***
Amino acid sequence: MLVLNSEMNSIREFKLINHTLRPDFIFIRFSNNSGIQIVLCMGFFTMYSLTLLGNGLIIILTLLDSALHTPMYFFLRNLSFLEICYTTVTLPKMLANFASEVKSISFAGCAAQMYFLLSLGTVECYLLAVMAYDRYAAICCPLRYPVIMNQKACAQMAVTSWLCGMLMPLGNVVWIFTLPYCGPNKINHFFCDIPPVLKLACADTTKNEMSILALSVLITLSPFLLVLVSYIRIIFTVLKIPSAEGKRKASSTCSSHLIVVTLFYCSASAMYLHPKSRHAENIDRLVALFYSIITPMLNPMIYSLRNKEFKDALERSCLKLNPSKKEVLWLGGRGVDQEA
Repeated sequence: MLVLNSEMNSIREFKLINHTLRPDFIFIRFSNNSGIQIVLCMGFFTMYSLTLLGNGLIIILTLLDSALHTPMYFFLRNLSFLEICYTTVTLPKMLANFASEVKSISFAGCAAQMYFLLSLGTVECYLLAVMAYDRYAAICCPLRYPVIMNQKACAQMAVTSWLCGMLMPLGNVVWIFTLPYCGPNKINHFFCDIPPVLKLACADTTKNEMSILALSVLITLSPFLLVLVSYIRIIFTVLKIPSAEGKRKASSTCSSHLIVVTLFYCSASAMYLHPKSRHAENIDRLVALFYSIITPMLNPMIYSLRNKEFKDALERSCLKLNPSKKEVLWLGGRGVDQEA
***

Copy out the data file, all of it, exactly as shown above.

Amino acid sequence: MLVLNSEMNSIREFKLINHTLRPDFIFIRFSNNSGIQIVLCMGFFTMYSLTLLGNGLIIILTLLDSALHTPMYFFLRNLSFLEICYTTVTLPKMLANFASEVKSISFAGCAAQMYFLLSLGTVECYLLAVMAYDRYAAICCPLRYPVIMNQKACAQMAVTSWLCGMLMPLGNVVWIFTLPYCGPNKINHFFCDIPPVLKLACADTTKNEMSILALSVLITLSPFLLVLVSYIRIIFTVLKIPSAEGKRKASSTCSSHLIVVTLFYCSASAMYLHPKSRHAENIDRLVALFYSIITPMLNPMIYSLRNKEFKDALERSCLKLNPSKKEVLWLGGRGVDQEA
Repeated sequence: MLVLNSEMNSIREFKLINHTLRPDFIFIRFSNNSGIQIVLCMGFFTMYSLTLLGNGLIIILTLLDSALHTPMYFFLRNLSFLEICYTTVTLPKMLANFASEVKSISFAGCAAQMYFLLSLGTVECYLLAVMAYDRYAAICCPLRYPVIMNQKACAQMAVTSWLCGMLMPLGNVVWIFTLPYCGPNKINHFFCDIPPVLKLACADTTKNEMSILALSVLITLSPFLLVLVSYIRIIFTVLKIPSAEGKRKASSTCSSHLIVVTLFYCSASAMYLHPKSRHAENIDRLVALFYSIITPMLNPMIYSLRNKEFKDALERSCLKLNPSKKEVLWLGGRGVDQEA